Are These Guys Nuts?

July 1, 2009

If all goes according to plan, the Corner Suite Bistro De Luxe will open in its questionable location just off the Robson drag around the time you read this. Between them, principals Andre McGillivray and Steve Da Cruz have raised barely enough capital to last three months in an economy that has been particularly cruel to restaurants. They're locked into a two-year contract with a 26-year-old chef who boasts a household name but little executive experience. How's that for ballsy? (Or crazy.)

McGillivray, 37, is one of this city's most pedigreed and best-known front-of-house personages. He charms with cool confidence, and few are better connected in the local trade. After serving and tending bar at Robson's top-drawer CinCin for nearly a decade, he managed star-studded perennials Chambar, Lumière, and Le Crocodile. In 2007 he opened Boneta in Gastown (along with sommelier Neil Ingram, also ex-Lumière, and bartender Mark Brand, also ex-Chambar) to critical acclaim, winning golds for Best Design and Best New Informal at this magazine's 19th restaurant awards. In January of this year, after splitting with his partners, he remortgaged his East Van loft and signed for a bank loan with his mother-in-law to secure his $106,000 share of the Corner Suite's $350,000 startup cost.

It was at Boneta that McGillivray met Da Cruz, a 31-year-old veteran of many Manhattan bars, among them the York Imperial, Ruby Foo's Times Square, and City 75. Tall, built like a quarterback, and possessed of a lazy Eastern Seaboard twang that sounds like a young Christopher Walken's, he's considered one of the best bartenders in the city. Like McGillivray, he's a respected figure in the industry. (Many will prefer to sit at his bar than at any of the Corner Suite's 38 tables.) This is his first turn at ownership. For him, everything is riding on its success. His family, in the wake of recent health scares-his mom is a breast-cancer survivor and his dad recently underwent brain surgery-have advanced him a chunk of his inheritance: "They wanted to be alive to see what I'd do with it."

But it's the chef who's generating the most buzz. On TV, as star of the popular Food Network show The Main, Anthony Sedlak is a youthful doughboy in designer hoodies and T-shirts, talking loudly and cooking at the same time. One local chef scoffed when she learned of his hiring, calling him "afternoon food porn for desperate housewives."

Maybe, but he started in the restaurant business at 13. By 15, he was a tong-twirling, towel-snapping line jockey at the Observatory (Grouse Mountain's fine-dining room), clocking shifts after school and on weekends while finishing the culinary-arts program at his North Vancouver high school. In 2004, age 20, he moved to London and an entry-level position at La Trompette. Within a year, he'd climbed the ladder to sous-chef. That sort of rise takes uncommon ability and presence. "The London cooking scene was pretty tough with the long hours, high expectations, and fierce learning curve," he remembers. "It's push, push every night."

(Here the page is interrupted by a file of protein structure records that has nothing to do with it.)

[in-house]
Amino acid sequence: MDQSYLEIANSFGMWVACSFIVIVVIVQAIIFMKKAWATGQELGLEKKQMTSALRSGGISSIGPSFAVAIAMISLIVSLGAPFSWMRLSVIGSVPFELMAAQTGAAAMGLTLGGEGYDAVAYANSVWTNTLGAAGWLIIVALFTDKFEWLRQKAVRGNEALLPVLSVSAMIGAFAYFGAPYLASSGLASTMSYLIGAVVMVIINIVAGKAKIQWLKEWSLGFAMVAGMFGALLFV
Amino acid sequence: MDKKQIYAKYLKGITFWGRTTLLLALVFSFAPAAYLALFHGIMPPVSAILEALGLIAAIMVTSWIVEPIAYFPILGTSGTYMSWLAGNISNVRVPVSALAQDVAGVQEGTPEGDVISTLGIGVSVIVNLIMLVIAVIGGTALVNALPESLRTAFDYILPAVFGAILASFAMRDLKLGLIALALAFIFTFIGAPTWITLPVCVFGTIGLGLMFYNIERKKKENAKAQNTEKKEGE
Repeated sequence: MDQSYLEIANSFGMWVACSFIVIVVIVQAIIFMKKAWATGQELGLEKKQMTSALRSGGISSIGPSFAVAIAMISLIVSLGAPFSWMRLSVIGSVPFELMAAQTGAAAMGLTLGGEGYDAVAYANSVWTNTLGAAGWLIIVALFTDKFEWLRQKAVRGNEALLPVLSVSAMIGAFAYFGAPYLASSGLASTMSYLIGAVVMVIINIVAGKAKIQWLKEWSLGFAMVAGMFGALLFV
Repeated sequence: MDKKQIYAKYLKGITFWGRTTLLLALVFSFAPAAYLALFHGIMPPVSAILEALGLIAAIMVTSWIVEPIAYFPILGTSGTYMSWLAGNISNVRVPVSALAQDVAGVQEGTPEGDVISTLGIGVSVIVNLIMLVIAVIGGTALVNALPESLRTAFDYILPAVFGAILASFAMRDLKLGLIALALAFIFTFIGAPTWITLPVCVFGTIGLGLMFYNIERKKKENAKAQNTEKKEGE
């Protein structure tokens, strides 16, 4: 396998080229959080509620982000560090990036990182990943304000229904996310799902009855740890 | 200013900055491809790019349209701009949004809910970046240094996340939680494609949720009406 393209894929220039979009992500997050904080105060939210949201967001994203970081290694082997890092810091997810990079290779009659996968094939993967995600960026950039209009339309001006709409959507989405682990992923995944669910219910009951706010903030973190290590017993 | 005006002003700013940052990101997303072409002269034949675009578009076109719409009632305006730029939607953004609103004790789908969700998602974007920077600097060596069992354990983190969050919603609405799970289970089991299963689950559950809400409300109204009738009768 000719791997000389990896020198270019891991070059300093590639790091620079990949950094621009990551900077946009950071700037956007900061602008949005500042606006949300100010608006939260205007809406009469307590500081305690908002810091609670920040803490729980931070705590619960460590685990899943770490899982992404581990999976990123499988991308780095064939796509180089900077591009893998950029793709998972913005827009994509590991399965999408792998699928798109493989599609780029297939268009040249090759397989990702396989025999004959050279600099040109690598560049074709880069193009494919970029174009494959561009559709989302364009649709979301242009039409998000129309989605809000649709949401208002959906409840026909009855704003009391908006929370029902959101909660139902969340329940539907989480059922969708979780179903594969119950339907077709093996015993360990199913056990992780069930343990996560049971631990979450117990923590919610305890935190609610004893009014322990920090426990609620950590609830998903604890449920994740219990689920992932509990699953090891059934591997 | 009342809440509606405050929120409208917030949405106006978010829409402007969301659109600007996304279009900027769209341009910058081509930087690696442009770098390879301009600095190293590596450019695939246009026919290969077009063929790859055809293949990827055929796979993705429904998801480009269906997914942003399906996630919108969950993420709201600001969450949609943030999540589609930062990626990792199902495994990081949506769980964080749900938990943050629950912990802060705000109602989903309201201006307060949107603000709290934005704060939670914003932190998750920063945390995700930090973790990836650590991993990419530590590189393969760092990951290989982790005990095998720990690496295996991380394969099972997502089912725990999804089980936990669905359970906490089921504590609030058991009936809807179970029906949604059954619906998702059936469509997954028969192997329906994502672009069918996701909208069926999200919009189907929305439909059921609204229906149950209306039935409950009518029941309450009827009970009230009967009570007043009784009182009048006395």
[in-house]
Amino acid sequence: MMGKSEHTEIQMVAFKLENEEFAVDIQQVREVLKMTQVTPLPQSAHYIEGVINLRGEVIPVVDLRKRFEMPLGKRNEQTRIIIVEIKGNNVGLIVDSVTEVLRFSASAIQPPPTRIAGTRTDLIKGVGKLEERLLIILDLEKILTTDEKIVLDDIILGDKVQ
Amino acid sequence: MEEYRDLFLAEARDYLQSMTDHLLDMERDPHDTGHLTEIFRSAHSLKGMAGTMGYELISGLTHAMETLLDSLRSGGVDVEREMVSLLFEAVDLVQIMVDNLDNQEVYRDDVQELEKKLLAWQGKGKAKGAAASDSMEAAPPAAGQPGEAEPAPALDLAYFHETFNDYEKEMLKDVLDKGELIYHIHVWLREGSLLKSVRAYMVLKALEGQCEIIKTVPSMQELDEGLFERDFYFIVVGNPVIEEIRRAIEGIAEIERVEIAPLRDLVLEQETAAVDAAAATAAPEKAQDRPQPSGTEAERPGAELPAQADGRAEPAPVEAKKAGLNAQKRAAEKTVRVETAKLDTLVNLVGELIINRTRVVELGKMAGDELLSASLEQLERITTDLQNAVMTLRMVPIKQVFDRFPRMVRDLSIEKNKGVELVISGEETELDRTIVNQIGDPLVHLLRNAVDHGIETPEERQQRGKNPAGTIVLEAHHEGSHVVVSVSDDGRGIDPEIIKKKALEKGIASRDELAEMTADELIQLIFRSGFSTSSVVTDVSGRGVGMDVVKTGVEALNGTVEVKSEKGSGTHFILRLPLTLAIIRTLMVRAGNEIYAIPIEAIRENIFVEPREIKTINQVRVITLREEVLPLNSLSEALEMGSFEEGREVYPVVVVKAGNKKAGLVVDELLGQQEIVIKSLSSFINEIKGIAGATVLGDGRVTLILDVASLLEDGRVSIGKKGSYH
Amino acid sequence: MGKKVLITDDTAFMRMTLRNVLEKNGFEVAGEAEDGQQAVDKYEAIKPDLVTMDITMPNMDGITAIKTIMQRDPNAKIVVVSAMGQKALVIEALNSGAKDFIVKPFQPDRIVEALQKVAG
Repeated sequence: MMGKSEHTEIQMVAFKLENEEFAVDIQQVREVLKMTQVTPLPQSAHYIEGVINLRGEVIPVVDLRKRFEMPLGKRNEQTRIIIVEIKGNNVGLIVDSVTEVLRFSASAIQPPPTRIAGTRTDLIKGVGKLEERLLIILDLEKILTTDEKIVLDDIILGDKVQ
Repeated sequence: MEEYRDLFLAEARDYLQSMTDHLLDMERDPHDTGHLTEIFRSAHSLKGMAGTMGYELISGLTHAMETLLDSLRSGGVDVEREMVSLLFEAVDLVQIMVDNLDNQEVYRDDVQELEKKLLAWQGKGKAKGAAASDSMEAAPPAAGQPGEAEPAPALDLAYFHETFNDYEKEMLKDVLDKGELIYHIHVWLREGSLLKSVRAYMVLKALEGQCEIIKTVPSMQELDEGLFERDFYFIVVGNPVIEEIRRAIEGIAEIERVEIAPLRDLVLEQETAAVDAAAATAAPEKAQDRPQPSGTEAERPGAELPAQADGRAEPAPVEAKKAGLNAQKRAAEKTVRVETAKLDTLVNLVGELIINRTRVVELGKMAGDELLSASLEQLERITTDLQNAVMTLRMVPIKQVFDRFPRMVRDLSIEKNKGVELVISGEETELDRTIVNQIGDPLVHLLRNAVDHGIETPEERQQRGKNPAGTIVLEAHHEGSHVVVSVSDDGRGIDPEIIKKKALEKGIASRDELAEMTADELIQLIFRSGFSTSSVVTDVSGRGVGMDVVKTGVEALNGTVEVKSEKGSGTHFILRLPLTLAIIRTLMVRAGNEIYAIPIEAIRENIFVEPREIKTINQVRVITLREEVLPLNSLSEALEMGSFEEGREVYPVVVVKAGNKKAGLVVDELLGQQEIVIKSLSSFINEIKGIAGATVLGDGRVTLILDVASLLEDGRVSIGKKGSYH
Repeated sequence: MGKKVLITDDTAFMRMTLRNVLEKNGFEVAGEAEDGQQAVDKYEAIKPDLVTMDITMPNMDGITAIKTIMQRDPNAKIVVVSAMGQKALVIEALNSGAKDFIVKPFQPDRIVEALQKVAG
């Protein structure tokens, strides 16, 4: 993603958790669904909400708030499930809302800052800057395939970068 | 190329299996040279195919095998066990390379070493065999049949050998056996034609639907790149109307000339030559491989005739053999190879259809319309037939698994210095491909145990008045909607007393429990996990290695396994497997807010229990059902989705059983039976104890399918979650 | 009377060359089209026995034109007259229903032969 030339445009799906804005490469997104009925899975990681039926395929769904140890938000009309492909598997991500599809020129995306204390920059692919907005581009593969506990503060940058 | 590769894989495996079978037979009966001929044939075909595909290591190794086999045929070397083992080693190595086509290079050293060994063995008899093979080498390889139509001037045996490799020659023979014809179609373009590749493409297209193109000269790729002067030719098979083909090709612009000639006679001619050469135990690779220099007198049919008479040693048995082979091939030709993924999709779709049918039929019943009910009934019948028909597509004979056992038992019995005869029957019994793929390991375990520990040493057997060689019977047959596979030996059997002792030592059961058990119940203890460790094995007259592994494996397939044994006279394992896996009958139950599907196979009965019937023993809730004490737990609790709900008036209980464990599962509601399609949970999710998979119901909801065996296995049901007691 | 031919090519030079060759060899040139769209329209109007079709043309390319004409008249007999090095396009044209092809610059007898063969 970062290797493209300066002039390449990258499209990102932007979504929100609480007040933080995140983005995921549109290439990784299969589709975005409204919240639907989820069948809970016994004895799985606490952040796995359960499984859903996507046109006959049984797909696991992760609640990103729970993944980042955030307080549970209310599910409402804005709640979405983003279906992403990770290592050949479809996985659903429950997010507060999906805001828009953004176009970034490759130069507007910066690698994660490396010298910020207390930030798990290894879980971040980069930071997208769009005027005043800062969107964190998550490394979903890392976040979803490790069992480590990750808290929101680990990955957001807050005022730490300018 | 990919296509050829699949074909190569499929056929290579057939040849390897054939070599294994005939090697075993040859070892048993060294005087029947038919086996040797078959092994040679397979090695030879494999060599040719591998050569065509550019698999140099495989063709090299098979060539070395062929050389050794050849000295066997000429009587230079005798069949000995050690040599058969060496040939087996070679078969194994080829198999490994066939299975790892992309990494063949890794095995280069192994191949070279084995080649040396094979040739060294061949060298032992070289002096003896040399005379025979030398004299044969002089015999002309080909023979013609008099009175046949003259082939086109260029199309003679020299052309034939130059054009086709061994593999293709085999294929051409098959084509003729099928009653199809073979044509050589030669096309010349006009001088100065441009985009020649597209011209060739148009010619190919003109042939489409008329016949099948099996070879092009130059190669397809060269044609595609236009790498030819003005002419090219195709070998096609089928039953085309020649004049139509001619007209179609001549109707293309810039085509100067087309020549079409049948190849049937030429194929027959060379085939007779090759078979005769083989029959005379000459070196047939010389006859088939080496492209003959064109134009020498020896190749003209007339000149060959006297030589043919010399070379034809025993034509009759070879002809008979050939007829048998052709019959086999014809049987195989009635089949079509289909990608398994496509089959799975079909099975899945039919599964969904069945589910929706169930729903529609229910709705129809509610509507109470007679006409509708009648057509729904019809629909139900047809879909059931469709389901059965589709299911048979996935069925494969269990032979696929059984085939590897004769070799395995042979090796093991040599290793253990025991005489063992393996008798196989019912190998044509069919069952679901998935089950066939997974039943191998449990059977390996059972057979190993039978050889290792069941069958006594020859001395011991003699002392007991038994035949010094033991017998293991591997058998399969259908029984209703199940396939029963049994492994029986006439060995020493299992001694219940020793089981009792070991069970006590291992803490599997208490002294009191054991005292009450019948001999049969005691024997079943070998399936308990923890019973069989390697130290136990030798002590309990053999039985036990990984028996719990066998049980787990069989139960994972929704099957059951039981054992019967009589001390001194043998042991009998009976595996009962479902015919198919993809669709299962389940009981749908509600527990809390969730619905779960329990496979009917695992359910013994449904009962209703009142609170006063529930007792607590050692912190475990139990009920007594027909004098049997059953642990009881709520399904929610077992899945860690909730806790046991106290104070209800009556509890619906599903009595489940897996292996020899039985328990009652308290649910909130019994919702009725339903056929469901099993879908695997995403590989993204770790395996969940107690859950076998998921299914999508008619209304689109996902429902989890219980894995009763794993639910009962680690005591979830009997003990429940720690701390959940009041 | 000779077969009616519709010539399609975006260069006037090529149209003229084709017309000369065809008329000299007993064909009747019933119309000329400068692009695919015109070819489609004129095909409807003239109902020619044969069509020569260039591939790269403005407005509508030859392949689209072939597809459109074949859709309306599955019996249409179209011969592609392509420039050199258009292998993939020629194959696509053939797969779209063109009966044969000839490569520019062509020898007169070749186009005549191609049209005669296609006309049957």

After returning home in 2006 to toil again at the Observatory, Sedlak sent an audition tape to the Food Network and was one of six selected to compete in its Superstar Chef Challenge. He won. His reward? So far, four seasons of The Main, complete with sleek companion cookbook and fans from coast to coast.

He and McGillivray met by accident in a Yaletown café last December. They became fast friends. It took McGillivray several weeks to learn that Sedlak was anything but a young-blood cook. Only after he suggested that they work together down the road did he learn of Sedlak's résumé. The chef deadpanned: "That sounds really great, but I have some scheduling limitations. You see, I have this cookbook that just came out, plus I have a show on the Food Network."

Sedlak's as excited to be embarking on his first executive chef gig as he is to be back in a professional kitchen after two years in TV Land. "Cooking is not like riding a bike," he says. "You really have to stay on it." Joining him in the Corner Suite's kitchen as executive sous-chef is Jason Leizert, who trained at Tofino's Wickaninnish Inn and London's Michelin-starred Lindsay House before returning home to leave his mark at two respected Victoria restaurants, the Rosemeade and the slick, locally minded Niche, where he's been executive chef for the past two years.

Days after officially signing on, Sedlak is in his whites in the McGillivrays' home kitchen after a day spent shopping on Granville Island. Neither of his employers has seen him cook off-camera. The chef has been playing with menu ideas since he and McGillivray first discussed the food concept–comforting French bistro–and he's eager to start plating. Joining us are Sebastien Le Goff, sommelier and general manager at Cibo and Uva Wine Bar in the Moda Hotel, and Kurtis Kolt, sommelier and general manager at Gastown's Salt Tasting Room; together they drafted the Corner Suite's wine list.

Deeply tanned, unshaven, and lean, Sedlak looks nothing like the pudgy-cheeked icon he plays on TV. "I didn't want to be a fat chef," he confides. When he describes his food philosophy–"Keep it simple, use only two or three main ingredients per dish"–his staccato voice booms as his long arms and expressive hands set to work.